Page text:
Robert McKee, in his not-very-good-but-useful book Story: Substance, Structure, Style and The Principles of Screenwriting, gives three major kinds of plots, which blend into one another: “arch plots” that are causal in nature and finish their story lines; “mini plots,” which he says are open and “strive for simplicity and economy while retaining enough of the classical […] to satisfy the audience,” and antiplot, which are where absurdism and the like fall.

He says that as one moves “toward the far reaches of Miniplot, Antiplot, and Non-plot, the audience shrinks” (emphasis in original). From there:

The atrophy has nothing to do with quality or lack of it. All three corners of the story triangle gleam with masterworks that the world treasures, pieces of perfection for our imperfect world. Rather, the audience shrinks for this reason: Most human beings believe that life brings closed experiences of absolute, irreversible change; that their greatest sources of conflict are external to themselves; that they are the single and active protagonists of their own existence; that their existence operates through continuous time within a consistent, causally interconnected reality; and that inside this reality events happen for explainable and meaningful reasons.

The connection between this and Wood’s “basic narrative grammar” might appear tenuous, but McKee and Wood are both pointing towards the ways stories are constructed. Wood is more concerned with language; although plot and its expression (whether in language or in video) can’t be separated from one another, they can still be analyzed independently enough of one another to make a distinction.

The conventions that underlie the “arch plots,” however, can become tedious over time. This is what Wood is highlighting when he discusses Roland Barthes’ “reality effect,” which fiction can achieve: “All this silly machinery of plotting and pacing, this corsetry of chapters and paragraphs, this doxology of dialogue and characterization! Who does not want to explode it, do something truly new, and rouse the implication slumbering in the word ‘novel’?” Yet we need some kind of form to contain story; what is that form? Is there an ideal method of conveying story? If so, what if we’ve found it and are now mostly tinkering, rather than creating radical new forms? If we take out “this silly machinery of plotting and pacing” and dialog, we’re left with something closer to philosophy than to a novel.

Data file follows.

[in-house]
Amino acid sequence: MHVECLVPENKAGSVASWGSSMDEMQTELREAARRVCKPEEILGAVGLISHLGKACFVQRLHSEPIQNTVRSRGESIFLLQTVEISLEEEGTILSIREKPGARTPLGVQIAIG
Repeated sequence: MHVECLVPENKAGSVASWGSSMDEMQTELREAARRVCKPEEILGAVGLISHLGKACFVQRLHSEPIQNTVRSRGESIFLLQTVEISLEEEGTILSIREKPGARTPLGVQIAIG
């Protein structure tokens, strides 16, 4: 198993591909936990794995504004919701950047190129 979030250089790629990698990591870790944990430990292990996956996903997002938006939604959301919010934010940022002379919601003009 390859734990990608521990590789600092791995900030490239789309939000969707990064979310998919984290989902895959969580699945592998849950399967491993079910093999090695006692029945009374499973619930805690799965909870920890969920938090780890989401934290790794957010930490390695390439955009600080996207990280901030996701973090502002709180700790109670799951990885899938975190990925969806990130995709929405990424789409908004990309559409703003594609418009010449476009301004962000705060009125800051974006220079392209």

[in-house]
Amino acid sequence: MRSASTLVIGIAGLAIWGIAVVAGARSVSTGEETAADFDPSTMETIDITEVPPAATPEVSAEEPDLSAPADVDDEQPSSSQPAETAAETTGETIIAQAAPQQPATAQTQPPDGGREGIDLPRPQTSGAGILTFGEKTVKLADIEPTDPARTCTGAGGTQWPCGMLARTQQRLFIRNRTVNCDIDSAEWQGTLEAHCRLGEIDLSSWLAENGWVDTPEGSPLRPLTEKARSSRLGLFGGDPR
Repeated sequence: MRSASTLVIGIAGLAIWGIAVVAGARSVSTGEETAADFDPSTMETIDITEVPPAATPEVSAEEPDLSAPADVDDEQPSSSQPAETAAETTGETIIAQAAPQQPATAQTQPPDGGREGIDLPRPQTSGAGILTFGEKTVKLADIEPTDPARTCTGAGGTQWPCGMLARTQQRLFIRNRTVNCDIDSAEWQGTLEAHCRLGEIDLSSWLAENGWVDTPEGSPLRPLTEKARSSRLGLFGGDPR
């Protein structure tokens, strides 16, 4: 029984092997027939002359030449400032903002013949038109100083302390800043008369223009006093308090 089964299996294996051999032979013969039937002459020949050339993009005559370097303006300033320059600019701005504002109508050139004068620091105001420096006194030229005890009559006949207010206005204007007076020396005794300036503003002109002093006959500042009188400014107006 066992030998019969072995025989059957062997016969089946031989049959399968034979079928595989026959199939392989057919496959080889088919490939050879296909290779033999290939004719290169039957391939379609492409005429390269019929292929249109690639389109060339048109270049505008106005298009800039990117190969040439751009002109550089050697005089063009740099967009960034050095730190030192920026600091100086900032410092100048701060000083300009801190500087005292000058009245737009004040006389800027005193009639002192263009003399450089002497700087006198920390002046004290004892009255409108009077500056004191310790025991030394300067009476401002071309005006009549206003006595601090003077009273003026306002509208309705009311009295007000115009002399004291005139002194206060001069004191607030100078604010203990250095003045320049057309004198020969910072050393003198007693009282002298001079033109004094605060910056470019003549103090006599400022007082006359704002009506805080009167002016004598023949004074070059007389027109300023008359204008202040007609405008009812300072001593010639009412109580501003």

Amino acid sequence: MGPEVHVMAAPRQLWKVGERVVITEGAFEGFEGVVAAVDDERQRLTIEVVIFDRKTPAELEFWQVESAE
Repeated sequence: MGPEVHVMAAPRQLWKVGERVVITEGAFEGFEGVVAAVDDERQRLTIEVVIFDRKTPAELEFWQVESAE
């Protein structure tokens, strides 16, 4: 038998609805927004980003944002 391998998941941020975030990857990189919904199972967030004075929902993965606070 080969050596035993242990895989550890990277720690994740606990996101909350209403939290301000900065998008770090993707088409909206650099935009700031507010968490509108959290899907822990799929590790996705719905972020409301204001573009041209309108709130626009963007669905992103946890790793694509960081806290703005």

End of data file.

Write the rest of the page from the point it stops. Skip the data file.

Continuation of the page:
Alternately, maybe we need the filler and coordination that so many novels consist of if those novels are to be felt true to life, which appears to be one definition of what people mean by “realistic.” This is where Wood parts with Barthes, or at least makes a distinct case:

Convention may be boring, but it is not untrue simply because it is conventional. People do lie on their beds and think with shame about all that has happened during the day (at least, I do), or order a beer and a sandwich and open their computers; they walk in and out of rooms, they talk to other people (and sometimes, indeed, feel themselves to be talking inside quotation marks); and their lives do possess more or less traditional elements of plotting and pacing, of suspense and revelation and epiphany. Probably there are more coincidences in real life than in fiction. To say “I love you” is to say something at millionth hand, but it is not, then, necessarily to lie.

“Convention may be boring, but it is not untrue simply because it is conventional,” and the parts we think of as conventional might be necessary to realism. In Umberto Eco’s Reflections on The Name of the Rose, he says that “The postmodern reply to the modern consists of recognizing that the past, since it cannot really be destroyed, because its destruction leads to silence, must be revisited: but with irony, not innocently.” That is often the job of novelists dealing with the historical weight of the past and with conventions that are “not untrue simply because [they are] conventional.” Eco and Wood both use the example of love to demonstrate similar points. Wood’s is above; Eco says:

I think of the postmodern attitude as that of a man who loves a very cultivated woman and knows he cannot say to her, ‘I love you madly,’ because he knows that she knows (and that she knows that he knows) that these words have already been written by Barbara Cartland. Still, there is a solution. He can say, ‘As Barbara Cartland would put it, I love you madly.’ At this point, having avoided false innocence, having said clearly that it is no longer possible to speak innocently, he will nevertheless have said what he wanted to say to the woman: that he loves her, but he loves her in an age of lost innocence. If the woman goes along with this, she will have received a declaration of love all the same. Neither of the two speakers will feel innocent, both will have accepted the challenge of the past, of the already said, which cannot be eliminated […]